In our case, there was no clinical sign of any vascular injury and the X-ray findings were not suggestive of any injury to the aerodigestive tract. So we decided to explore the neck without any further delay. We explored the neck bilaterally, because firstly, on its long path, the knife had a clear potential to injure many structures; secondly, to confirm the nature of the swelling whether it was a haematoma or the projected tip of the knife or anything else; and lastly, to find out the cause of ulnar nerve monoplagiea. On the left side, we followed the standard neck incision which was parallel to the medial border of the sternoclidomastoid muscle and on the right side, an oblique supraclavicular incision was made, because it could provide a good exposure and vascular control at the root of the neck (5). On dissection, the swelling was found to be the projected tip of the knife and not a haematoma and the brachial plexus was also found to be uninjured. The cause of the ulnar monoplagiea was probably the local compression and the inflammation which were caused by the knife.
If an aerodigestive tract injury is suspected clinically before the neck exploration or if it is found during the exploration, intraoperative triple endoscopy (laryngoscopy, bronchoscopy, and oesophagoscopy) should be performed, because the early diagnosis and the management of the oesophageal injuries decreases the chances of devastating complications like mediastinitis (6). So, with a high suspicion of aerodigestive tract injury, we performed an endoscopy and the findings were normal.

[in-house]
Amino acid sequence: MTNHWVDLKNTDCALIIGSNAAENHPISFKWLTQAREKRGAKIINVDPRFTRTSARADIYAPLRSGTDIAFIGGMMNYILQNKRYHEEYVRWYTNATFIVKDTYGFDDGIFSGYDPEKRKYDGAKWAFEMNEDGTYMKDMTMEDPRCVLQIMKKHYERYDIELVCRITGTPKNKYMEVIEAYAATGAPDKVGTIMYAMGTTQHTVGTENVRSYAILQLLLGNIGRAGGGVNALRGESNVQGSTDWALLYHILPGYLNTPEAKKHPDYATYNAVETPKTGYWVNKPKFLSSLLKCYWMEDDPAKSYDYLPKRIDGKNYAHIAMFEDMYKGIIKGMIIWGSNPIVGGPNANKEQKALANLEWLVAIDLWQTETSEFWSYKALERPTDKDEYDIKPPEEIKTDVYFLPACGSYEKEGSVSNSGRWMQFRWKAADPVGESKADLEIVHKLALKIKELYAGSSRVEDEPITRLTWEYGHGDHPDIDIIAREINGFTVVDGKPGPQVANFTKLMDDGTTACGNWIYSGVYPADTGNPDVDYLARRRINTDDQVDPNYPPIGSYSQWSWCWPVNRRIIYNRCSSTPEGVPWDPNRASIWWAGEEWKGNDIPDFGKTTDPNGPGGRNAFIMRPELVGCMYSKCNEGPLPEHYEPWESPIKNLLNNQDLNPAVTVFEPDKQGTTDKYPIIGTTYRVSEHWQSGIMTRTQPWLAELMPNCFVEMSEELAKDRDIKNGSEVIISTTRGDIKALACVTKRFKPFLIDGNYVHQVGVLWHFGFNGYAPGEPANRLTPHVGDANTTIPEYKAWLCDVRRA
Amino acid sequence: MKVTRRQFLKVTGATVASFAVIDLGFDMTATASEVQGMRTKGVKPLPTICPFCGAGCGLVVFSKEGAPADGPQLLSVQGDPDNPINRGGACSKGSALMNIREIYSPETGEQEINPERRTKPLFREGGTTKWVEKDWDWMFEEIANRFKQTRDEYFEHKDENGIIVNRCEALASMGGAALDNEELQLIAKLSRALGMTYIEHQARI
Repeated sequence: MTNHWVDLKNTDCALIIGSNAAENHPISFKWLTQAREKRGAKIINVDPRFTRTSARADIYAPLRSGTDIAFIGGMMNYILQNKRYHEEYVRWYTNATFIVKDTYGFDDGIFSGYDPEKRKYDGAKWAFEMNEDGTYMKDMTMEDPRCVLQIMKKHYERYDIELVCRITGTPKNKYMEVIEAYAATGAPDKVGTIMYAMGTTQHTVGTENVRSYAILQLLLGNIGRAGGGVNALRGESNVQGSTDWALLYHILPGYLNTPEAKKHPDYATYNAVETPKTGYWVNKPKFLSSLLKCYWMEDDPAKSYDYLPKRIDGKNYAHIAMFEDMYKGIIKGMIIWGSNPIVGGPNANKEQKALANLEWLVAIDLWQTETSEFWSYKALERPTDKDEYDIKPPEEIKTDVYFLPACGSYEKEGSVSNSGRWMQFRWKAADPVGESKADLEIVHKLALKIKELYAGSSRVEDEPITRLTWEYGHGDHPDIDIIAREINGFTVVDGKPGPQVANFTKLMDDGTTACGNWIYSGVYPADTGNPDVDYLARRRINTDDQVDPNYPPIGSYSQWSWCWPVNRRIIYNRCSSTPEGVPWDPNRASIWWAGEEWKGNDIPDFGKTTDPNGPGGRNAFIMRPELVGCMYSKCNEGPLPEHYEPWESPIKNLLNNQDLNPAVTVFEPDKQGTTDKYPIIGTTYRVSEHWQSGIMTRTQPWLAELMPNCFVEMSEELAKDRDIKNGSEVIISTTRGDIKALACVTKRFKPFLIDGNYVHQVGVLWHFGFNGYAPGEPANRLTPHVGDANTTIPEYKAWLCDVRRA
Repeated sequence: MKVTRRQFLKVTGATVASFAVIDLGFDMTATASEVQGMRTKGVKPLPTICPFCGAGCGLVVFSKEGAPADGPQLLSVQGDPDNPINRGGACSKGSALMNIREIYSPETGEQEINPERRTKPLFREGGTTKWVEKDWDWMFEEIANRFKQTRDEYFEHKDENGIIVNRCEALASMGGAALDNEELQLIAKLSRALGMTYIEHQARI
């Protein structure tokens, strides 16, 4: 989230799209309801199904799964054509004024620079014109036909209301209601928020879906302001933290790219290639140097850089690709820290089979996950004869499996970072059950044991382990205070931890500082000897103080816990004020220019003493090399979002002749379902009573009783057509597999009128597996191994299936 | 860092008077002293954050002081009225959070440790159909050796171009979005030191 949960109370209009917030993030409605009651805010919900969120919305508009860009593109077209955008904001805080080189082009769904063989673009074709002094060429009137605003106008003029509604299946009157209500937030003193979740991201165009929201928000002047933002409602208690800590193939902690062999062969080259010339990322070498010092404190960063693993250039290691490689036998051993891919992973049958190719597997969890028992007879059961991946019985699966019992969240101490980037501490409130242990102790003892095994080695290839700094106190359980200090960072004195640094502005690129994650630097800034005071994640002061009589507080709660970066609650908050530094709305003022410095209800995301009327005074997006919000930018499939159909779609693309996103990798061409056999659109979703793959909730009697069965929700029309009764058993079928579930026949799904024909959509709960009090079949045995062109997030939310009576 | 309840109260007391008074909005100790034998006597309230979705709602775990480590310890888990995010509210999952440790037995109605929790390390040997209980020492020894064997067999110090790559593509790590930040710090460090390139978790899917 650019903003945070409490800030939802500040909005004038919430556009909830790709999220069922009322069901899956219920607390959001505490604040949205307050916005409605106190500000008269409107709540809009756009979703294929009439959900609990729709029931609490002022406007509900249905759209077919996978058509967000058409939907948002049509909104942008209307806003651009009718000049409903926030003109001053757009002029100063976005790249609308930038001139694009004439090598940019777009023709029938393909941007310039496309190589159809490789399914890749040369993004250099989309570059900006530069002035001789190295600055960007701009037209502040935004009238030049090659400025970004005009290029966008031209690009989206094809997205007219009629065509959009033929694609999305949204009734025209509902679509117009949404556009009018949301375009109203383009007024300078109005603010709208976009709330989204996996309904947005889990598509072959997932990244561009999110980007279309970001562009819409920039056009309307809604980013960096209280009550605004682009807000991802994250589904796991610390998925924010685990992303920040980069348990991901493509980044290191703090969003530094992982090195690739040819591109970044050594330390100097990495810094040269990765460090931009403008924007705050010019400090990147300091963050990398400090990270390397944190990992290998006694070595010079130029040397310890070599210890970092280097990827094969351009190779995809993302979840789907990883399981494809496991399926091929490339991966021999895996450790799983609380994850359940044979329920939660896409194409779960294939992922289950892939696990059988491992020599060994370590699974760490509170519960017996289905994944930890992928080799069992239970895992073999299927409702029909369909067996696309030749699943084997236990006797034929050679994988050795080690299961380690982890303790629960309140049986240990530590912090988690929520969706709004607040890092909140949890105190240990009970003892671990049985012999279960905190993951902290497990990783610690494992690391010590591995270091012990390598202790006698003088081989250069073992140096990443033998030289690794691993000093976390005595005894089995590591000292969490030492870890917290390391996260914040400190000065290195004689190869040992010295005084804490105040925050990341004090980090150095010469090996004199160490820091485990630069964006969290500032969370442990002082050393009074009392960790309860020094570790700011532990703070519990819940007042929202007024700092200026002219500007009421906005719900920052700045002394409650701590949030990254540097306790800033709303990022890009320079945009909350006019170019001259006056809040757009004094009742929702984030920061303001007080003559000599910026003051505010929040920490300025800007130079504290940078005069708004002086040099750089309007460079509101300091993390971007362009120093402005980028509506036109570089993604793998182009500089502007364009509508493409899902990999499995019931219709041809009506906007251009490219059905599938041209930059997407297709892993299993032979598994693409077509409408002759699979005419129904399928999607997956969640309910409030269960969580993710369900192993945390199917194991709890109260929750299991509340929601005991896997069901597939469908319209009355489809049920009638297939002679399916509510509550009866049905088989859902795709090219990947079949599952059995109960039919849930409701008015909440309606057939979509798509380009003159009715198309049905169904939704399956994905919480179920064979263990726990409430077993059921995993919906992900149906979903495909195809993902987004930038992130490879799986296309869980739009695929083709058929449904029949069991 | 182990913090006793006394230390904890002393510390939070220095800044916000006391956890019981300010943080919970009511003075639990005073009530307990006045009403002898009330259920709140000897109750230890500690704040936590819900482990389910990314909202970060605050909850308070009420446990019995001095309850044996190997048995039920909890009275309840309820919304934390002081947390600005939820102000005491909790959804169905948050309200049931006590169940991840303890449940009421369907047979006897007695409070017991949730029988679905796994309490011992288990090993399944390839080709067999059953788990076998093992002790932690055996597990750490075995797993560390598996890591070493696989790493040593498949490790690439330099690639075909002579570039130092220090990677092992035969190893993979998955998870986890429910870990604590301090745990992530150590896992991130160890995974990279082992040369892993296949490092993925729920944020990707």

Postoperatively, the patients are monitored closely in intensive care units with serial examinations to identify any missed injuries. Perenteral broad-spectrum antibiotics are the standard treatment and if no evidence of leak is present, drains and feeding tubes are discontinued and oral feeding is started.
To conclude, in a penetrating neck injury, where a large sharp foreign body enters the neck from one side and points on the opposite supraclavicular fossa, bilateral exploration of the neck should be done without further delay, because it gives the best opportunity to assess the whole injury tract visually and to manage such injuries properly.